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The Cole-Zanab Relationship On 'Love Is Blind' Is What Happens When Miscommunication Is Framed As Abuse

Photo: Sara Mally / Netflix
Cole Barnett and Zanab Jeffrey

Love is Blind Season 3 was awash with drama and heightened emotions, as usual. But the storyline that pulled me in the most centered on the relationship between Cole and Zanab.

The season ends with Zanab leaving Cole stupefied at the altar. She tells him he had “single-handedly shattered [her] self-confidence.” That “love shouldn’t hurt like this,” and she couldn’t marry him.

Cole seems genuinely shocked, devastated, and blindsided by the abrupt end to what he’d thought would be a life-long partnership.

At the reunion episode, Zanab references the “cuties scene” as evidence that Cole had been controlling, abusive, and trying to body shame her.

We’re shown the clip at the end—and my honest impression of it was that it didn’t read as such.

What I saw was a miscommunication, a wide gap between intention and impact, two people speaking different languages, and—perhaps most of all— massive amounts of projection.

For a relationship to be healthy, each partner has to own what belongs to them. Sometimes, though, one person seems to offset all responsibility onto the other. Their partner is more wrong; less mature; in greater need of healing. The blamer simply doesn’t have to change as much, in their mind.

I saw this happening in Zanab’s treatment of Cole.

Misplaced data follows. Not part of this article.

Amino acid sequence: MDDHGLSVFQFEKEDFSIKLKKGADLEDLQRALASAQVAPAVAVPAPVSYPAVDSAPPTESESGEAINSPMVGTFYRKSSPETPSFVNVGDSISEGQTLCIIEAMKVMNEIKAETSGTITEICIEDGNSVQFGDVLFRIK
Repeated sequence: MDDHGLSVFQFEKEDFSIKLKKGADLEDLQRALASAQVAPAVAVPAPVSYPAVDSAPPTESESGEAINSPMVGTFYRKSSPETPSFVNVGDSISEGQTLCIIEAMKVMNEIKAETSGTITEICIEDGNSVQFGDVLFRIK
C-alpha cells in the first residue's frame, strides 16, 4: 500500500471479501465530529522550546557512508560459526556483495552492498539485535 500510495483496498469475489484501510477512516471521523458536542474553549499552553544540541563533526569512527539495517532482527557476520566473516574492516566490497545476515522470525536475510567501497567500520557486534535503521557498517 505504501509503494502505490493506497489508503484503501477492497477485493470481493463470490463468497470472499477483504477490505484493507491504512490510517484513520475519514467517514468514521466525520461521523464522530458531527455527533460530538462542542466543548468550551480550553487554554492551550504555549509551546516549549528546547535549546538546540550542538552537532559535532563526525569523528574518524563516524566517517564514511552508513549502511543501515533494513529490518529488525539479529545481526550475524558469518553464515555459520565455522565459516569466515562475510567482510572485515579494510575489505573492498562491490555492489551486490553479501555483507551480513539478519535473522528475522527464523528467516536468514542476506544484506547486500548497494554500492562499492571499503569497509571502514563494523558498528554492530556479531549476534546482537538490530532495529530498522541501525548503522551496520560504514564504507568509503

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Her one-sided abuse narrative didn’t feel fair or honest; it felt like she’d grabbed for it as a way of dodging acknowledgment of her part in the relationship. By denying the full complexity of the situation, she evaded any examination of the ways in which she’d hurt Cole in return.

And there were ways. I noticed quite a few of them as a viewer.

I watched her repeatedly criticize him, for one.

I saw a series of small daily cuts add up— which, on their own might not have seemed that damaging, but together, created a climate of judgment and chronic tension.

Many of these criticisms were over Cole’s cleanliness habits, but they really extended to so many other things about him—to even the way he talked. Cole wasn’t off base to express his grievance of “I just feel like you don’t even like me that much,” in response to them.

Zanab adamantly voiced how Cole had destroyed her self-esteem— but I wonder what effect she thinks these constant remarks had on his. To me, they seemed to have come straight from pages of the chapter “What Not to Do” in a book titled Creating a Climate of Emotional Safety and Acceptance.

I watched her dismiss Cole when he brought up how these frequent criticisms made him feel (even while expecting him to fully and unquestioningly validate her feelings in return). She called it an attempt to change her; a form of abuse, even. Cole voicing his feelings somehow got recast as him abusing her.